The following is a guest post, written by JVNY reader Donica O'Bradovich, a writer and "lifelong New Yorker who can't quite get the city out of her despite a desperate desire to move to California."
Back in December, the Daily News reported on yet another victim of Hurricane Sandy, a demise that wouldn’t mean anything to anyone except the baby boomers who grew up in the New York City in the 60s and 70s. Jonah’s Whale, AKA Whaley, the one-time centerpiece of the 1961 Central Park Children’s Zoo, and unofficial Rockaway Beach mascot since 1996, had been swept out to sea, leaving only its tail behind. I hadn’t thought about that old zoo for years, but lately, I’ve been on a quest to bring it back, if only in my mind. I kept wondering what had happened to all the other gloriously whimsical Disney-like structures, which were lovingly financed by former Governor Herbert Lehman and his wife for their 50th anniversary, and if anything had been preserved.
When it first opened, the Lehman Zoo was a big hit. Walking through the ornamental Lehman gates (which are still there) and then through a small pavilion, kids were deluged with eye candy. Culled from Biblical tales, fairy tales, children’s songs, and even great literature, the zoo’s gorgeous structures were interactive and housed many small animals. You could walk up the plank to a Noah’s Ark sitting on a duck filled pond; visit a the Three Little Pigs house; climb up through an "enchanted" castle; wander through the Hansel and Gretel cottage; pet some animals at the Old MacDonald’s farm; or wrangle an invitation from the White Rabbit to the Alice in Wonderland tunnel.
Screen captures from an episode of the 1960s series “Naked City”--a treasure trove of vanished New York--show just how beautiful the zoo once was. And besides, where else could you find Robert Duvall and Whaley onscreen together?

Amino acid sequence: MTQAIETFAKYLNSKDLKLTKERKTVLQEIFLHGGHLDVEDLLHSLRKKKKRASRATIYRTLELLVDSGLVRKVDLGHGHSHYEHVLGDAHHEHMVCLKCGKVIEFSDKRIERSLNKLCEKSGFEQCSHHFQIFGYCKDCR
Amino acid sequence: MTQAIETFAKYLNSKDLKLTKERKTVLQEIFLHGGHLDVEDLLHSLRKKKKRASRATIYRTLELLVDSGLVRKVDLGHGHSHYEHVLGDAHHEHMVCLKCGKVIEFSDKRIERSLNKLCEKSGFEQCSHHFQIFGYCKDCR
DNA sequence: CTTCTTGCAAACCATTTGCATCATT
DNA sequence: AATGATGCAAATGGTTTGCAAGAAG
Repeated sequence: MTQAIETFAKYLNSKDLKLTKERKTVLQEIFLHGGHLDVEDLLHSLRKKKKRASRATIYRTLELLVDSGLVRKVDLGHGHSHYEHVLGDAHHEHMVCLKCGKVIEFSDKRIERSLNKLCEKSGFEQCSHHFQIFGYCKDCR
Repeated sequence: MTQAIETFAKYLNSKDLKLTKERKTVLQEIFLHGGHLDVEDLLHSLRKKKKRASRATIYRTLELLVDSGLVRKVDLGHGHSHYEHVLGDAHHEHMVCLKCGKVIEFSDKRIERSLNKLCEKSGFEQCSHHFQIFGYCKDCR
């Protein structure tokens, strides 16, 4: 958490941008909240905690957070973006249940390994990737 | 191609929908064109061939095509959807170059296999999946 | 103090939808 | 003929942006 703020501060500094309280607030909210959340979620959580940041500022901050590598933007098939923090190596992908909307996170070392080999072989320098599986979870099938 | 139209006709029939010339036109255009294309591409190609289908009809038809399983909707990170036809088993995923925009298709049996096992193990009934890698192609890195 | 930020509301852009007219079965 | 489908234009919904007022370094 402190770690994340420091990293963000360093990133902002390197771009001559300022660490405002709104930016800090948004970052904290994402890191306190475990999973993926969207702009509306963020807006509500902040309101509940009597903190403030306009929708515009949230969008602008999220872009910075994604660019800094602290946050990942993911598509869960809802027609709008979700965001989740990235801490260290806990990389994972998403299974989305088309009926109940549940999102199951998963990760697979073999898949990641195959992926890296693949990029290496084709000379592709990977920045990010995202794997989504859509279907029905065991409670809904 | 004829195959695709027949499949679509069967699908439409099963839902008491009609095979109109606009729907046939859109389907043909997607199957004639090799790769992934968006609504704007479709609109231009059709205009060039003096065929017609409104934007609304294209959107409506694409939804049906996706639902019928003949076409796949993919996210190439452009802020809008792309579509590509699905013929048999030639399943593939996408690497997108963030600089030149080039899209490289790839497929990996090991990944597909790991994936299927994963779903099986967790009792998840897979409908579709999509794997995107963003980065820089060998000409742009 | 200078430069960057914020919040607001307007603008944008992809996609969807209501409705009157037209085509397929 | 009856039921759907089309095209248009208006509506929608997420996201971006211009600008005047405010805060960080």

But alas, time wasn’t kind to the zoo. By the time I was visiting in the 1970s, it had fallen into shocking disrepair. Whaley’s mouth aquarium was empty and broken, and the place was covered in garbage and filth. The animals that were still there had fallen into the same gloomy despair that had overtaken the entire economically strapped city. It was so badly decomposed that the city shut it down in the early 1990s.
As it lay in ruins, financing came through and it was decided that a new children’s zoo would be constructed. But controversy soon swelled around the little old zoo, as battling factions tried to decide what would be best for the kids. Modernists wanted a dignified educational space, while preservationists pleaded to save the old structures. Others even made the absurd argument that the Jonah’s Whale and Noah’s Ark were inappropriately religious. Modernity eventually won out, and in 1997, a new zoo opened. Baby boomers were heartbroken, life moved on, and the old zoo became a forgotten relic of a bygone era. Or did it?
A New York Times article from the 90s gave me a hint: “Some of the zoo's old structures were given to the Museum of the City of New York, but the two largest, the whale and Noah's Ark, were promised to the Rockaways. The Ark crumbled to a heap of memories before it could be moved. But on an unusually cool and windy summer night, a truck carrying the whale left for the Rockaways.” Indeed, two photos in the Times archive show just how badly decomposed the Ark and the enchanted castle had become.
I emailed the Museum of the City of New York to see if they really had anything left. Much to my utter shock and delight a very informative archivist worked with me to provide another piece to the puzzle. Sure enough, the museum has quite a few items in their collection: a “Do Not Feed the Animals” sign; some tulip-shaped street lamps; and, best of all, a fully intact White Rabbit.
But after that tiny victory and many more dead ends, I decided to stop. I was getting more and more angry at the way the zoo was dismissed as a silly, outdated artifact instead of the charming wonderland that made generations of us kids very very happy. If all I have left are Google images, “Naked City” screen grabs, and some lovely memories, then I’m satisfied.